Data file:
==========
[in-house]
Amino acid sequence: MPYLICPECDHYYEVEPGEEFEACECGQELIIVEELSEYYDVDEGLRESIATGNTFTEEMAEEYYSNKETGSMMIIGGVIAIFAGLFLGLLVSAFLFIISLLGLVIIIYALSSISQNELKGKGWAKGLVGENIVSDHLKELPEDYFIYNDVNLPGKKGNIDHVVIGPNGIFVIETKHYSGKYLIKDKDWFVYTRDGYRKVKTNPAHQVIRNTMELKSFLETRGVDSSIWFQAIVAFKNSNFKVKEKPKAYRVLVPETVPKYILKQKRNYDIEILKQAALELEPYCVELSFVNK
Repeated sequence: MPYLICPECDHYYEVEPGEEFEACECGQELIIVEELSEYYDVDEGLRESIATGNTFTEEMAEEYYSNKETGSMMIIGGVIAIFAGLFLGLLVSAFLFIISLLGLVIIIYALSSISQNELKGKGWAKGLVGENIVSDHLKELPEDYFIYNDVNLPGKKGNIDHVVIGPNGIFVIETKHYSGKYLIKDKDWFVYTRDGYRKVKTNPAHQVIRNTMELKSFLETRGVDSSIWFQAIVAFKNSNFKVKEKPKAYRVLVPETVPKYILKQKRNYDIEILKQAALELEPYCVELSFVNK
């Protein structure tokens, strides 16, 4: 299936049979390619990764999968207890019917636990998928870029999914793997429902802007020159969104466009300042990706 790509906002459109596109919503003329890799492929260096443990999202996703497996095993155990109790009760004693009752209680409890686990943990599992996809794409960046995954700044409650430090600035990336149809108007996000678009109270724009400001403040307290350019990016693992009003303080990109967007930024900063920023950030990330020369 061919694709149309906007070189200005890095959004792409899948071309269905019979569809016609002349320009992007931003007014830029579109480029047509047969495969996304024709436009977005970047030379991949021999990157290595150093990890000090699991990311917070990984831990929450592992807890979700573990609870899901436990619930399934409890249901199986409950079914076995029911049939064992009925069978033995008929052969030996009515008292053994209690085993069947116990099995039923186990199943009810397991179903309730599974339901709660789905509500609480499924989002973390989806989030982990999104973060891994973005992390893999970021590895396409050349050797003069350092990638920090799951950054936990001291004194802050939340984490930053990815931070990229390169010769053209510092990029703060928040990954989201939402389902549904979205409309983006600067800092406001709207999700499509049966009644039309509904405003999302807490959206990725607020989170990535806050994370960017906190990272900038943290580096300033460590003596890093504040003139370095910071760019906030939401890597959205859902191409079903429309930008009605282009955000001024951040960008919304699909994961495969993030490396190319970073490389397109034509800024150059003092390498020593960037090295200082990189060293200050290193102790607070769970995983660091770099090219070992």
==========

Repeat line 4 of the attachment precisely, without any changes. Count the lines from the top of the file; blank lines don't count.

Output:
């Protein structure tokens, strides 16, 4: 299936049979390619990764999968207890019917636990998928870029999914793997429902802007020159969104466009300042990706 790509906002459109596109919503003329890799492929260096443990999202996703497996095993155990109790009760004693009752209680409890686990943990599992996809794409960046995954700044409650430090600035990336149809108007996000678009109270724009400001403040307290350019990016693992009003303080990109967007930024900063920023950030990330020369 061919694709149309906007070189200005890095959004792409899948071309269905019979569809016609002349320009992007931003007014830029579109480029047509047969495969996304024709436009977005970047030379991949021999990157290595150093990890000090699991990311917070990984831990929450592992807890979700573990609870899901436990619930399934409890249901199986409950079914076995029911049939064992009925069978033995008929052969030996009515008292053994209690085993069947116990099995039923186990199943009810397991179903309730599974339901709660789905509500609480499924989002973390989806989030982990999104973060891994973005992390893999970021590895396409050349050797003069350092990638920090799951950054936990001291004194802050939340984490930053990815931070990229390169010769053209510092990029703060928040990954989201939402389902549904979205409309983006600067800092406001709207999700499509049966009644039309509904405003999302807490959206990725607020989170990535806050994370960017906190990272900038943290580096300033460590003596890093504040003139370095910071760019906030939401890597959205859902191409079903429309930008009605282009955000001024951040960008919304699909994961495969993030490396190319970073490389397109034509800024150059003092390498020593960037090295200082990189060293200050290193102790607070769970995983660091770099090219070992």